All the films from all the editions, including those subsequently removed, presently totalling 1177. An easy way of seeing how…
The Tibetans refer to the Dalai Lama as 'Kundun', which means 'The Presence'. He was forced to escape from his native home, Tibet, when communist China invaded and enforced an oppressive regime upon the peaceful nation of Tibet. The Dalai Lama escaped to India in 1959 and has been living in exile in Dharamsala ever since.
Film #74 of Project 90
”I see a safe journey, I see a safe return.”
Martin Scorsese makes a biopic about a religious leader who has encouraged peace and non-violence all his life, now that’s a surprise. I still can’t find the connection between this one and Scorsese’s other films, is it the same old story of a lonely man who is struggling to restore balance to his own life? I don’t think so. First of all Kundun is a biopic full of historical and political references, it focuses on a very controversial issue (The Chinese government was so upset with the film that Scorsese was banned from ever entering China) and portrays a turbulent and pretty much chaotic period…
Viewed on DVD
When Kundun was released, it surprised many people, myself included.
Martin Scorsese, the man who gave us violent films like Goodfellas, Raging Bull, Taxi Driver, Casino and Mean Streets, gives us the story of the Dalai Lama. The spiritual leader of the peaceful people of Tibet.
This is the duality of Martin Scorsese. He is a spiritual person, who at one point in his life studied to be a priest.
Kundun is a beautiful film. Cinematographer Roger Deakins, deservingly received an Oscar nomination for his work.
Unfortunately, Kundun is not Scorsese's best work.
The film suffers from a repetitive and sometimes dull script.
Given that this is a meeting of the formidable minds of Martin Scorsese, Philip Glass, and Roger Deakins (all of whom do fantastic work here, it should be said, as does production/costume designer Dante Ferretti and Thelma Schoonmaker), this really ought to be crazypants amazing, as opposed to "pretty good, but with a damn near transcendent finale" (that finale, incidentally, is when all three men finally work together in complete and total harmony). This never quite shakes the feeling of there being something holding this back from true greatness, with Scorsese's inability to truly understand the Dalai Lama like he did with Jesus being the most-likely (and often-stated) reason. Still, an aesthetic treat on all levels despite the DVD being shitty, and I get why Deakins recently called this his favorite of the films he's worked on (now, if Scorsese said that, one or both of my eyebrows would be raised).
Kundun is a prime example of brilliant filmmaking. Scorsese's direction is fantastic as always and Roger Deakins' cinematography is breathtakingly gorgeous. The films musical score is pretty great as well. So why such a low score? I simply couldn't bring myself to connect with any of the characters or their interactions. The story really didn't capture my attention either making it a bit of a chore to sit through. The run time certainly didn't help either. I have no problem with long movies and I definitely have no problem with long Scorsese movies (Casino is nearly 3 hours and it's one of my all time favorites), but this film just didn't hold my interest. So despite the fact that it is extremely well made, I give Kundun a 5/10.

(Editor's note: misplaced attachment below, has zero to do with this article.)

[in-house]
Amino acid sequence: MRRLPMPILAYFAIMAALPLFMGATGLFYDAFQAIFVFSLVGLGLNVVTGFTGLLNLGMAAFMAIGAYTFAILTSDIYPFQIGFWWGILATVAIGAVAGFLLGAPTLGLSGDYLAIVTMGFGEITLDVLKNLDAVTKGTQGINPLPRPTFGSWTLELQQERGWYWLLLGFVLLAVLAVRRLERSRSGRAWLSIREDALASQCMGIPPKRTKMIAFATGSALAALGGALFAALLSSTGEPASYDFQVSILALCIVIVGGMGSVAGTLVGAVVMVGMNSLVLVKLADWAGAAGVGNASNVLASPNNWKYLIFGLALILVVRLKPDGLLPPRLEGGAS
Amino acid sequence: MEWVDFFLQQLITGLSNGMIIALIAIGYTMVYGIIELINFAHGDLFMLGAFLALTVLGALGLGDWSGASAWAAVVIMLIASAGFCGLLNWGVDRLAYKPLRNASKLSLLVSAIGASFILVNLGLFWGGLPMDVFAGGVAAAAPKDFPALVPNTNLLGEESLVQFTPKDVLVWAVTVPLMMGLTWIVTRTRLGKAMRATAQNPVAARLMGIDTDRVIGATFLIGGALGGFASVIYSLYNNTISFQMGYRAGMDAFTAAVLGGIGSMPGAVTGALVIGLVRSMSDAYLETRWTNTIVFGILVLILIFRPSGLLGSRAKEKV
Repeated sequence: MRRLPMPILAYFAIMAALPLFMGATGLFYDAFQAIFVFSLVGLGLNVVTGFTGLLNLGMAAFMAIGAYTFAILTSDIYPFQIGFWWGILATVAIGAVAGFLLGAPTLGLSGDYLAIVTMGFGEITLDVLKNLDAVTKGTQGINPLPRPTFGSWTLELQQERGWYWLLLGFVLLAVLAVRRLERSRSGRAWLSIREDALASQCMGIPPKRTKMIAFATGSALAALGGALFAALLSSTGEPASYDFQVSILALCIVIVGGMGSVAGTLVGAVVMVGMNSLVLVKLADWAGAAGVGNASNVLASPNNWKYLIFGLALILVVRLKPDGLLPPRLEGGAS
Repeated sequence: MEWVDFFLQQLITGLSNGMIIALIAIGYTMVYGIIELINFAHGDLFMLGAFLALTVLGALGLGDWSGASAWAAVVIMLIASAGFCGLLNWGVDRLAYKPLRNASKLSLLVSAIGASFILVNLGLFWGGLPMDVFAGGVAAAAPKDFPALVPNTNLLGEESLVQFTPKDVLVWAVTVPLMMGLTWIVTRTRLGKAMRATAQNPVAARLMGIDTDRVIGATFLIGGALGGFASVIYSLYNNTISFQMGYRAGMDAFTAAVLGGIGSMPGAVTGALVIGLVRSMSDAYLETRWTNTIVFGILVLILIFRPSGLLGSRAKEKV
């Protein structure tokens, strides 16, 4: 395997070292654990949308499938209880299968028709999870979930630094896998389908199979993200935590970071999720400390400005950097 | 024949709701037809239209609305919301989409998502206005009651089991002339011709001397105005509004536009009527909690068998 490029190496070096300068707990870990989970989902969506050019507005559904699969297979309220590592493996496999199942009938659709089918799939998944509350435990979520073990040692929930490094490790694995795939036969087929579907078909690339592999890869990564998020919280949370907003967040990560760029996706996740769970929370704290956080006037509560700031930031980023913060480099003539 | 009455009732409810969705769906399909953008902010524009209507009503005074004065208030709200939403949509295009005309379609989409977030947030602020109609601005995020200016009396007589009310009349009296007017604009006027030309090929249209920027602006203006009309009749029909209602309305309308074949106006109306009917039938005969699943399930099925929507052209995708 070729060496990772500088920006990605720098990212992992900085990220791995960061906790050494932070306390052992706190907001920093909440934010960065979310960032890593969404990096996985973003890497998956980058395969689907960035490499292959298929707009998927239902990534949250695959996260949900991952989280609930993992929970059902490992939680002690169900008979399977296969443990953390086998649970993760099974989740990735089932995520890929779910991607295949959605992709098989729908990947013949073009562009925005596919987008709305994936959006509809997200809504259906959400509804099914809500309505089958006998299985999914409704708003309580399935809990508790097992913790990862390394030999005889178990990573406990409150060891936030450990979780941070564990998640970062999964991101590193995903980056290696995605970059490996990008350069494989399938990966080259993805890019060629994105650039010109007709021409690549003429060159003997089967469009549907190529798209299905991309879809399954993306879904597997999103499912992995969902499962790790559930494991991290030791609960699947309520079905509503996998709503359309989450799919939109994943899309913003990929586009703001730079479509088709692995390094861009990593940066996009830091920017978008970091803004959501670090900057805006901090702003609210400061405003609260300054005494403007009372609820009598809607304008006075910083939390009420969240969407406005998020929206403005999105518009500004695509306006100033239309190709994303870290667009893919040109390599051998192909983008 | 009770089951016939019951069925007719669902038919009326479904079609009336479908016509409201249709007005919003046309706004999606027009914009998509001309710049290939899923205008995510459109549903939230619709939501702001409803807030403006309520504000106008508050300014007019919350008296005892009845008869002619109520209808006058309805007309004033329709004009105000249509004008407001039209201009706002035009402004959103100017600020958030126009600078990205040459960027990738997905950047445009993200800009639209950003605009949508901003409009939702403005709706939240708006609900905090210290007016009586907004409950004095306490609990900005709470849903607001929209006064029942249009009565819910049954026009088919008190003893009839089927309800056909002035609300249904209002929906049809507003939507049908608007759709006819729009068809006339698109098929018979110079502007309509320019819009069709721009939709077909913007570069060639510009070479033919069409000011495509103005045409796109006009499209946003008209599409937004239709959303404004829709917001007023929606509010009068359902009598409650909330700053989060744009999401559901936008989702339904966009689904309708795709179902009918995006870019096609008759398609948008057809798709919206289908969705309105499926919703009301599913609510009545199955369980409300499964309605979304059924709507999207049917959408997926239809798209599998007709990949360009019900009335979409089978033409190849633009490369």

It's not a bad movie by any means. But when you have Scorsese at the wheel with Roger Deakins and Philip Glass along for the ride the movie should be nothing short of remarkable.
Primera vez que no me interesa NADA lo que me cuentas, amigo.
A visual and auditory treat that manages to make an unremarkable script mostly watchable.
Stunningly visual. Scorsese is a true master of the camera, but I do think that the main character, the 14th Dalai Lama, was left mostly uncharacterized after his childhood. This makes ~1/2 of the movie feel like a rundown of history.
Scorsese's biopic of the 14th and current Dalai Lama is a tribute to a man and nation preserving through great tribulations. Soundtrack by Phillip Glass is a highlight as we journey through the spiritual leader's struggle against Mao Zedong and China's claim to Tibet.
Kundun is like a 2 hour and 15 minute stream-of-consciousness montage, occasionally breaking for scenes where characters sit down and talk. It's constantly being propelled forward by Philip Glass' VERY Philip Glass score, Roger Deakins' often fluid and haunting cinematography from right at the tail-end of the Preakins era*, and Thelma Schoonmaker's rapid (in a good way) editing. I don't think I've ever seen a movie like Kundun before. I liked it a lot.
*My friend and I came up with a way to delineate periods in Roger Deakins' career. He's always been an excellent cinematographer, but really starting in the early 2000s with movies like O Brother, Where Art Thou? and becoming consistent in 2005 with Jarhead, his images…
I know, I know. The master class of Scorsese, Deakins and Glass. Superlative. Superlative. I get it. I know I'm supposed to fall down at the feet of this "important film." I'm supposed to feel like this.
It was a pleasant experience that does not necessarily show that the Dalai Lama presented in the movie is shown as a human with the possibility of being the reincarnated Buddha.
Every film that has ever been nominated for an Academy Award in any category. Enjoy!
No idea if there is a list for this yet, but I think I will keep this as kind of…